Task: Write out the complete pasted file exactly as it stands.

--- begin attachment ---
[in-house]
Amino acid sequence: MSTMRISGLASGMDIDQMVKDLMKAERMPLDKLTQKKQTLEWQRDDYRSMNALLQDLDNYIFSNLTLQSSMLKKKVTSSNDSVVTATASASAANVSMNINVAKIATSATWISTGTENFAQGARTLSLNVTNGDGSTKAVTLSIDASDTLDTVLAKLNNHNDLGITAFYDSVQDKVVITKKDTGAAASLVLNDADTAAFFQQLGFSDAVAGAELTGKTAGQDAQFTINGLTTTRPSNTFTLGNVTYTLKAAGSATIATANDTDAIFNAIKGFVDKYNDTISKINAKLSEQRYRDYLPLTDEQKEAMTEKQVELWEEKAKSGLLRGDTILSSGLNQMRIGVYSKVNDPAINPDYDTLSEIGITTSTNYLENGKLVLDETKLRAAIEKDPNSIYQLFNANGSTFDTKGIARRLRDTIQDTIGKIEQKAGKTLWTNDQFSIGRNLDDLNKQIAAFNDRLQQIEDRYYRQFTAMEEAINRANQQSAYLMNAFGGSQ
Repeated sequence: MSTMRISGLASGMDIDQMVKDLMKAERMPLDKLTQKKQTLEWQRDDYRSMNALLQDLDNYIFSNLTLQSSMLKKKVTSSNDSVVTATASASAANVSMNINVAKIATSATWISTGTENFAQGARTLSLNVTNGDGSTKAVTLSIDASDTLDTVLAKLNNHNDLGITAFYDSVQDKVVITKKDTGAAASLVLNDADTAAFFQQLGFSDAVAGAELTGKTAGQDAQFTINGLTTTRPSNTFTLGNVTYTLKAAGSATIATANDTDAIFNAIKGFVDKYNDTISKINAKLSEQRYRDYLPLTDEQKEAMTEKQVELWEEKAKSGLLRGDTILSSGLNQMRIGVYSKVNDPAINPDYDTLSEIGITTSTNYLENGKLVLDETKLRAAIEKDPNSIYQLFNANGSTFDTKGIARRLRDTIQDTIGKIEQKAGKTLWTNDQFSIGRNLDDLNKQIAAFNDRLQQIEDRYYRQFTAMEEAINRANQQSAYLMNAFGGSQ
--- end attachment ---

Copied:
[in-house]
Amino acid sequence: MSTMRISGLASGMDIDQMVKDLMKAERMPLDKLTQKKQTLEWQRDDYRSMNALLQDLDNYIFSNLTLQSSMLKKKVTSSNDSVVTATASASAANVSMNINVAKIATSATWISTGTENFAQGARTLSLNVTNGDGSTKAVTLSIDASDTLDTVLAKLNNHNDLGITAFYDSVQDKVVITKKDTGAAASLVLNDADTAAFFQQLGFSDAVAGAELTGKTAGQDAQFTINGLTTTRPSNTFTLGNVTYTLKAAGSATIATANDTDAIFNAIKGFVDKYNDTISKINAKLSEQRYRDYLPLTDEQKEAMTEKQVELWEEKAKSGLLRGDTILSSGLNQMRIGVYSKVNDPAINPDYDTLSEIGITTSTNYLENGKLVLDETKLRAAIEKDPNSIYQLFNANGSTFDTKGIARRLRDTIQDTIGKIEQKAGKTLWTNDQFSIGRNLDDLNKQIAAFNDRLQQIEDRYYRQFTAMEEAINRANQQSAYLMNAFGGSQ
Repeated sequence: MSTMRISGLASGMDIDQMVKDLMKAERMPLDKLTQKKQTLEWQRDDYRSMNALLQDLDNYIFSNLTLQSSMLKKKVTSSNDSVVTATASASAANVSMNINVAKIATSATWISTGTENFAQGARTLSLNVTNGDGSTKAVTLSIDASDTLDTVLAKLNNHNDLGITAFYDSVQDKVVITKKDTGAAASLVLNDADTAAFFQQLGFSDAVAGAELTGKTAGQDAQFTINGLTTTRPSNTFTLGNVTYTLKAAGSATIATANDTDAIFNAIKGFVDKYNDTISKINAKLSEQRYRDYLPLTDEQKEAMTEKQVELWEEKAKSGLLRGDTILSSGLNQMRIGVYSKVNDPAINPDYDTLSEIGITTSTNYLENGKLVLDETKLRAAIEKDPNSIYQLFNANGSTFDTKGIARRLRDTIQDTIGKIEQKAGKTLWTNDQFSIGRNLDDLNKQIAAFNDRLQQIEDRYYRQFTAMEEAINRANQQSAYLMNAFGGSQ